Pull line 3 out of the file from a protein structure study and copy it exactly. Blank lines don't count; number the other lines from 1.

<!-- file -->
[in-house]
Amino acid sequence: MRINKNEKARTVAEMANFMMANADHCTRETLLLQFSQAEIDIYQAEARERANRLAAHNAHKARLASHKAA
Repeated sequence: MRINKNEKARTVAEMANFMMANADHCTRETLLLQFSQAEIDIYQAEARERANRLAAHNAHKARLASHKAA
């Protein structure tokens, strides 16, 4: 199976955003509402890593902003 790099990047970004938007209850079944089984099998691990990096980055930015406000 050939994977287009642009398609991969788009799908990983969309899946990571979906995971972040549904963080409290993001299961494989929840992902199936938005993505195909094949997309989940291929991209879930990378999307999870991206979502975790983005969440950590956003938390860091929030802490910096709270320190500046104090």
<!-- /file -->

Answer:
Repeated sequence: MRINKNEKARTVAEMANFMMANADHCTRETLLLQFSQAEIDIYQAEARERANRLAAHNAHKARLASHKAA